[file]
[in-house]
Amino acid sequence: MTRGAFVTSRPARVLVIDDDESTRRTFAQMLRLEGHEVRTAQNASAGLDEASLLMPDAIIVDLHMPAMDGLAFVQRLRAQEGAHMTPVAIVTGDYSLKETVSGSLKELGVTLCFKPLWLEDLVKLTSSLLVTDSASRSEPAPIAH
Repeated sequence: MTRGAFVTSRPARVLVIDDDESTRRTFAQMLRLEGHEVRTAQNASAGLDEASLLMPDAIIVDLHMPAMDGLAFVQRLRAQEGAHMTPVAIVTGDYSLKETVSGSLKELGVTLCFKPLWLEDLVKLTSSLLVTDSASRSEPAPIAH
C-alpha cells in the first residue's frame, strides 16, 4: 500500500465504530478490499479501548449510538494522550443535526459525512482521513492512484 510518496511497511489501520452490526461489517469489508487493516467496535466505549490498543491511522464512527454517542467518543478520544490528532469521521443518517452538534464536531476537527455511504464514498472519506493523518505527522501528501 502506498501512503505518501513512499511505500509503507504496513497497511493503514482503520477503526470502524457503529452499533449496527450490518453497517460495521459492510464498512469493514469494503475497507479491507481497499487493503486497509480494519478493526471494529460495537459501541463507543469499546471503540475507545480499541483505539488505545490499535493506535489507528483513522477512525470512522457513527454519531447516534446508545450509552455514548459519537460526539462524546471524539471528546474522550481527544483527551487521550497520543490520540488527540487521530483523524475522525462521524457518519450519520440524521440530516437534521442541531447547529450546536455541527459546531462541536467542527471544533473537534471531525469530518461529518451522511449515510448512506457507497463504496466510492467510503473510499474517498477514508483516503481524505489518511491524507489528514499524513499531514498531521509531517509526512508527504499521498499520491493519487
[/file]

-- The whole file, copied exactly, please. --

[in-house]
Amino acid sequence: MTRGAFVTSRPARVLVIDDDESTRRTFAQMLRLEGHEVRTAQNASAGLDEASLLMPDAIIVDLHMPAMDGLAFVQRLRAQEGAHMTPVAIVTGDYSLKETVSGSLKELGVTLCFKPLWLEDLVKLTSSLLVTDSASRSEPAPIAH
Repeated sequence: MTRGAFVTSRPARVLVIDDDESTRRTFAQMLRLEGHEVRTAQNASAGLDEASLLMPDAIIVDLHMPAMDGLAFVQRLRAQEGAHMTPVAIVTGDYSLKETVSGSLKELGVTLCFKPLWLEDLVKLTSSLLVTDSASRSEPAPIAH
C-alpha cells in the first residue's frame, strides 16, 4: 500500500465504530478490499479501548449510538494522550443535526459525512482521513492512484 510518496511497511489501520452490526461489517469489508487493516467496535466505549490498543491511522464512527454517542467518543478520544490528532469521521443518517452538534464536531476537527455511504464514498472519506493523518505527522501528501 502506498501512503505518501513512499511505500509503507504496513497497511493503514482503520477503526470502524457503529452499533449496527450490518453497517460495521459492510464498512469493514469494503475497507479491507481497499487493503486497509480494519478493526471494529460495537459501541463507543469499546471503540475507545480499541483505539488505545490499535493506535489507528483513522477512525470512522457513527454519531447516534446508545450509552455514548459519537460526539462524546471524539471528546474522550481527544483527551487521550497520543490520540488527540487521530483523524475522525462521524457518519450519520440524521440530516437534521442541531447547529450546536455541527459546531462541536467542527471544533473537534471531525469530518461529518451522511449515510448512506457507497463504496466510492467510503473510499474517498477514508483516503481524505489518511491524507489528514499524513499531514498531521509531517509526512508527504499521498499520491493519487